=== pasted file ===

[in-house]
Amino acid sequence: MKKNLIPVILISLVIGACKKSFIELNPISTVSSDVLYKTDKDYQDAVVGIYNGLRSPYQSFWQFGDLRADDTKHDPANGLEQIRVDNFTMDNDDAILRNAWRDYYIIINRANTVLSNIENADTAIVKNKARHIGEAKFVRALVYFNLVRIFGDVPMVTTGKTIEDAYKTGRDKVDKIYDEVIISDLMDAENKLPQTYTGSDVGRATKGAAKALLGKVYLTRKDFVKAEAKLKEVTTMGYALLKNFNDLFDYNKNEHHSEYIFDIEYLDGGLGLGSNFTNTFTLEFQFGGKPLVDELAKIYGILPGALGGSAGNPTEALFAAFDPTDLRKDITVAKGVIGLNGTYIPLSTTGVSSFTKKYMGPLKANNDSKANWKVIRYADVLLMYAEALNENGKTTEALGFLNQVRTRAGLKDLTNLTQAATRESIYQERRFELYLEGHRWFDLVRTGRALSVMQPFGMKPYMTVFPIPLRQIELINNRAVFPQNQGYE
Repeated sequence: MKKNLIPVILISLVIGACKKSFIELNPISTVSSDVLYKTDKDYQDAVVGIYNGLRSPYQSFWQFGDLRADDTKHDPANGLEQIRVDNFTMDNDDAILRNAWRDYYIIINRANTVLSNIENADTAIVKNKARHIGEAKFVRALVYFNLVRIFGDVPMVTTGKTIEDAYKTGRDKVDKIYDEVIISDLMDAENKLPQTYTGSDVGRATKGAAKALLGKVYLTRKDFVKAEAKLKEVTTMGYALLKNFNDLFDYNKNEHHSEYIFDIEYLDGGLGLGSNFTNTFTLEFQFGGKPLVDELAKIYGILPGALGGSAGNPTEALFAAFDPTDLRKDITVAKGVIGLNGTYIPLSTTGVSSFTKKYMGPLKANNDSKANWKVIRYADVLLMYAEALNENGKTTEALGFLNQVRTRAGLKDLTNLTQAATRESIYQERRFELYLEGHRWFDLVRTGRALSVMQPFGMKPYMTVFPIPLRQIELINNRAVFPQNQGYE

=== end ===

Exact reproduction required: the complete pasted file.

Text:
[in-house]
Amino acid sequence: MKKNLIPVILISLVIGACKKSFIELNPISTVSSDVLYKTDKDYQDAVVGIYNGLRSPYQSFWQFGDLRADDTKHDPANGLEQIRVDNFTMDNDDAILRNAWRDYYIIINRANTVLSNIENADTAIVKNKARHIGEAKFVRALVYFNLVRIFGDVPMVTTGKTIEDAYKTGRDKVDKIYDEVIISDLMDAENKLPQTYTGSDVGRATKGAAKALLGKVYLTRKDFVKAEAKLKEVTTMGYALLKNFNDLFDYNKNEHHSEYIFDIEYLDGGLGLGSNFTNTFTLEFQFGGKPLVDELAKIYGILPGALGGSAGNPTEALFAAFDPTDLRKDITVAKGVIGLNGTYIPLSTTGVSSFTKKYMGPLKANNDSKANWKVIRYADVLLMYAEALNENGKTTEALGFLNQVRTRAGLKDLTNLTQAATRESIYQERRFELYLEGHRWFDLVRTGRALSVMQPFGMKPYMTVFPIPLRQIELINNRAVFPQNQGYE
Repeated sequence: MKKNLIPVILISLVIGACKKSFIELNPISTVSSDVLYKTDKDYQDAVVGIYNGLRSPYQSFWQFGDLRADDTKHDPANGLEQIRVDNFTMDNDDAILRNAWRDYYIIINRANTVLSNIENADTAIVKNKARHIGEAKFVRALVYFNLVRIFGDVPMVTTGKTIEDAYKTGRDKVDKIYDEVIISDLMDAENKLPQTYTGSDVGRATKGAAKALLGKVYLTRKDFVKAEAKLKEVTTMGYALLKNFNDLFDYNKNEHHSEYIFDIEYLDGGLGLGSNFTNTFTLEFQFGGKPLVDELAKIYGILPGALGGSAGNPTEALFAAFDPTDLRKDITVAKGVIGLNGTYIPLSTTGVSSFTKKYMGPLKANNDSKANWKVIRYADVLLMYAEALNENGKTTEALGFLNQVRTRAGLKDLTNLTQAATRESIYQERRFELYLEGHRWFDLVRTGRALSVMQPFGMKPYMTVFPIPLRQIELINNRAVFPQNQGYE